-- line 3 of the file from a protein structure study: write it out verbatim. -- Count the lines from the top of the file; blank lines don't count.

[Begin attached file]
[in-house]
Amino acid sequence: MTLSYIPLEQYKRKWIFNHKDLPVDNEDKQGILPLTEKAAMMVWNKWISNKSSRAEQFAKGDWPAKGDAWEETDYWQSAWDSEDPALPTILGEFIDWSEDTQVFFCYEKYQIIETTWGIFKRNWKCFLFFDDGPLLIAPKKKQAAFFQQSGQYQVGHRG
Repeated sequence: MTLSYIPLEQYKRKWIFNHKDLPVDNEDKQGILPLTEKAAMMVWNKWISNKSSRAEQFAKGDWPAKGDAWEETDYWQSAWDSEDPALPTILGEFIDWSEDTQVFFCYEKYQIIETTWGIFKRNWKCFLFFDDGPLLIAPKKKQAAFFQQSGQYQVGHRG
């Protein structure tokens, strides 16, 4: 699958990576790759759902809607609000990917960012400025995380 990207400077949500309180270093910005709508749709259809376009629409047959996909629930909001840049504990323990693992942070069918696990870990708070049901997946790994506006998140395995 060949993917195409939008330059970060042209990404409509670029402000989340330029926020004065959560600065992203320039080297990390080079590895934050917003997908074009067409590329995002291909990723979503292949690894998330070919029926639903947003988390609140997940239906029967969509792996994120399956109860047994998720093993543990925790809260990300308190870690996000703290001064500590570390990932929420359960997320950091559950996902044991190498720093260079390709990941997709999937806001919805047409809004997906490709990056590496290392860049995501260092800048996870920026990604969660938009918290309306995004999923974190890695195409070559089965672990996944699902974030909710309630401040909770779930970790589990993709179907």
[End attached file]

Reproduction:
Repeated sequence: MTLSYIPLEQYKRKWIFNHKDLPVDNEDKQGILPLTEKAAMMVWNKWISNKSSRAEQFAKGDWPAKGDAWEETDYWQSAWDSEDPALPTILGEFIDWSEDTQVFFCYEKYQIIETTWGIFKRNWKCFLFFDDGPLLIAPKKKQAAFFQQSGQYQVGHRG